Sam Spade and Richard III Walk into a Pub…

Sam Spade and Richard III Walk into a Pub…

posted in: Essays | 18

Last week (in case you missed it), archaeologists confirmed that a skeleton found under a Leicester parking lot belongs to King Richard III, killed in battle in 1485.

In an egregious case of victors writing history, both William Shakespeare and the not-so-saintly Thomas More have portrayed Richard as an evil, hunchbacked usurper and child killer.

Skeletal analysis now proves that Richard had scoliosis, but no hunch on his back. Facial reconstruction shows a young, handsome man.

And we can thank Richard for some famous legal reforms — including the bail system and, ironically, the presumption of innocence before guilt.

Contradictions like these keep me intrigued with England’s tumultuous middle ages. I’m a closet reader of medieval mysteries, so I was ecstatic to discover the Crispin Guest medieval noir series written by Jeri Westerson.

What, exactly, is medieval noir? It’s a subgenre Jeri invented that plays on the “hardboiled” novels of authors like Raymond Chandler and Dashiell Hammett (whose world-weary, tough-talking detective is named Sam Spade).

Blood Lance by Jeri Westerson
Blood Lance by Jeri Westerson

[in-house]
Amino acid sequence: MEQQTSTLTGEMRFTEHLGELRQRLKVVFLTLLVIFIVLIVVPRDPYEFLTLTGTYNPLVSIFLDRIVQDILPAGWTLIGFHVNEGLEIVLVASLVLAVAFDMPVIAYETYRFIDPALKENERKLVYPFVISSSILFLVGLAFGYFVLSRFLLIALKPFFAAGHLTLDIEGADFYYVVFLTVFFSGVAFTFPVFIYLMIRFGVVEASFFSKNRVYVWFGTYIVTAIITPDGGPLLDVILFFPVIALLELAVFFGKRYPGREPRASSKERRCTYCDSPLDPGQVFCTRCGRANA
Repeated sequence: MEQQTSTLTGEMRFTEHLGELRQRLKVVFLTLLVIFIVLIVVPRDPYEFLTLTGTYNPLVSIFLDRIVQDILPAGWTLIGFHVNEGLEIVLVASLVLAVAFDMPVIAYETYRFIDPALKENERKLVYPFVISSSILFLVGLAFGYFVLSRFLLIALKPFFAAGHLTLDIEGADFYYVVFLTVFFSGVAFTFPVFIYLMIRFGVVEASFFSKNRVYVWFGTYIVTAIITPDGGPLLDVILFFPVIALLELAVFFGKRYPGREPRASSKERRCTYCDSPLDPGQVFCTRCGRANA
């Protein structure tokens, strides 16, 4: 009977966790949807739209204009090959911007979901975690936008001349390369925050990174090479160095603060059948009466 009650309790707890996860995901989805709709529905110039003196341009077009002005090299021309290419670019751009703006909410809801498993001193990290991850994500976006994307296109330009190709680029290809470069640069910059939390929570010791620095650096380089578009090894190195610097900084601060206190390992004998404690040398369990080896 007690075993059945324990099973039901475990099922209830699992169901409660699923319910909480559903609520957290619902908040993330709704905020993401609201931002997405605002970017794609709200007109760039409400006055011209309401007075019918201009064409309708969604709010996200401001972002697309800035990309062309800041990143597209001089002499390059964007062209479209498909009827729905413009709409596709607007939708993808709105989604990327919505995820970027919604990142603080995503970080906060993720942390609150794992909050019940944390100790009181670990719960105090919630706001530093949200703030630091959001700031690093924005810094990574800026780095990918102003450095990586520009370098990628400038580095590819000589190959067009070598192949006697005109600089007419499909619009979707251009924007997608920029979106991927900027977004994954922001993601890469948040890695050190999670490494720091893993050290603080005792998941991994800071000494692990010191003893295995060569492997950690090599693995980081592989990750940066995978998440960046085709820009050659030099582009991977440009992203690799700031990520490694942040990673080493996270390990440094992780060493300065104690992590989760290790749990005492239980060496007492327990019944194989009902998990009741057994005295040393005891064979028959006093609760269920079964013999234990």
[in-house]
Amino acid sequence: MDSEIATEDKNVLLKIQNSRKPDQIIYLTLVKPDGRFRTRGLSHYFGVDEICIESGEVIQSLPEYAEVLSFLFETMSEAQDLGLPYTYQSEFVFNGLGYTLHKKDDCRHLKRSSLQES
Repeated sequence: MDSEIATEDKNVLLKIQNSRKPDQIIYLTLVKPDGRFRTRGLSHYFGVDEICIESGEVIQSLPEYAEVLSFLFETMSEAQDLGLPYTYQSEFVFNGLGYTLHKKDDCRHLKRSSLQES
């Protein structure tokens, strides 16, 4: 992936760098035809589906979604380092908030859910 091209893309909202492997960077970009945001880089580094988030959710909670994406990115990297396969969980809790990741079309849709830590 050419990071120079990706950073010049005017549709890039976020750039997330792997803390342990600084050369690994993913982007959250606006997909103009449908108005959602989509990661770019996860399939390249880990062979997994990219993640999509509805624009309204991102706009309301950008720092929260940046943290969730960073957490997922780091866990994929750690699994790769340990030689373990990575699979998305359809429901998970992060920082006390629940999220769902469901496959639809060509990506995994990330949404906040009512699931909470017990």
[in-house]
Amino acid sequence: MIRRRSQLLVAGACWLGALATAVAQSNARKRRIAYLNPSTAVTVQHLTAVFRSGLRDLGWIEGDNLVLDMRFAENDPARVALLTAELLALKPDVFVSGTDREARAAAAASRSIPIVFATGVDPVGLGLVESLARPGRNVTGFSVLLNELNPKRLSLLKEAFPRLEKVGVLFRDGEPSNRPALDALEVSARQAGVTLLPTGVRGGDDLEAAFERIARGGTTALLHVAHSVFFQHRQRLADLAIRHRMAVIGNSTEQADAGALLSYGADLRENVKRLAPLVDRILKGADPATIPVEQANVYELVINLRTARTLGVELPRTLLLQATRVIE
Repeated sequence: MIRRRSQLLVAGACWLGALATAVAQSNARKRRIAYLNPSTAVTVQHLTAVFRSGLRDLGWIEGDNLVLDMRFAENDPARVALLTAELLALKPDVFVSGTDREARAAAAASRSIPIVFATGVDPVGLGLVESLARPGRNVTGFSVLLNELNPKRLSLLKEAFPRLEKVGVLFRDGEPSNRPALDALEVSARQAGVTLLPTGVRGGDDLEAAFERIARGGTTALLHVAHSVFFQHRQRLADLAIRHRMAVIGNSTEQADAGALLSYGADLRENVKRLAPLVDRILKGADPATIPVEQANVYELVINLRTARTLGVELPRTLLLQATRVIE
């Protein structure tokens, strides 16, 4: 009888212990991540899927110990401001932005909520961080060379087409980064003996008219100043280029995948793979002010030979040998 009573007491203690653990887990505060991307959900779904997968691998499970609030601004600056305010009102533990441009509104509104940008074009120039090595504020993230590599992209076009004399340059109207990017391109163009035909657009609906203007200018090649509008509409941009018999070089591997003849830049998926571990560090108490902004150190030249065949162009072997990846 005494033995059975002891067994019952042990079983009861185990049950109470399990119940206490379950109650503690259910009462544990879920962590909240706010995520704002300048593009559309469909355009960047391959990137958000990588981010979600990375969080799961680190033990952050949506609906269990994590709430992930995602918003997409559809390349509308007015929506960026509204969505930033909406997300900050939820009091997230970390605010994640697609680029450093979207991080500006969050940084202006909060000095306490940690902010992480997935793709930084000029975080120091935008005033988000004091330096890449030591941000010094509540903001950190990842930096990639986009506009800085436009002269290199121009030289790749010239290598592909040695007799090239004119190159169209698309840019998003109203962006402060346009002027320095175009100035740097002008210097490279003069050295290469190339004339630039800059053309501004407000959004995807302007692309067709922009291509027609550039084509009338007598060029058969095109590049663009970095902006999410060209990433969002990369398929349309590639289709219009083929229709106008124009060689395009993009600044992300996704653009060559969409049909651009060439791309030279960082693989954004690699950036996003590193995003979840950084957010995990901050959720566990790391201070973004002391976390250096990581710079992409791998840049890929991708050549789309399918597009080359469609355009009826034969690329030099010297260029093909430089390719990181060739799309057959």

Unlike that other medieval detective, Brother Cadfael, Crispin Guest is a deeply flawed secular hero who doesn’t mind getting his hands dirty. (He actually lives during the reign of King Richard II, who had his own problems.)

Today I interview Jeri at Write It Sideways about teleporting detective noir to the mean streets of medieval London. It took Jeri fourteen years to get published, so she’s an inspiring late bloomer, too!

In other news, February 12th is Charles Darwin’s birthday

Darwin took almost 25 years to write On The Origin of Species. It was as much a labor of love as of science, and one, in the end, he wanted his wife to support more than anyone else. You can read about “The Love Song of Charles Robert Darwin” here.

Other Later Bloomers with birthdays in February

Please check out the interview with Jeri Westerson here.

18 Responses

  1. Anne R. Allen
    | Reply

    I’m working on a new Camilla mystery, set in the English Midlands, that features the ghost of Richard III. So amazing that they’ve found his body just as I’m starting this book. Serendipity. I’m glad to hear you’re a fan of his too. 🙂 And I’m definitely checking out Jeri’s medieval mysteries.

    Also looking forward to your intriguing changes here!

    • Debra Eve
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      Anne, I hope you’re going to be nice to poor Richard — he’s suffered enough. And yes, I’m a fan. I geeked out and even joined the Richard III Society in the 1990s. I let my membership drop, but I think they’re the ones who bankrolled this dig. I think you’ll love Jeri’s stuff, and I’m excited to hear Camilla’s going back to England!

  2. Jennette Marie Powell
    | Reply

    The new site design looks great! Noir and medieval sounds like an interesting combo

    • Debra Eve
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      Thanks, Jennette. I know you’re a design professional, so I appreciate it. I love doing design work but don’t have the technical chops, but at least I can practice on my own site. Noir and medieval is a great combo — so much imagination there.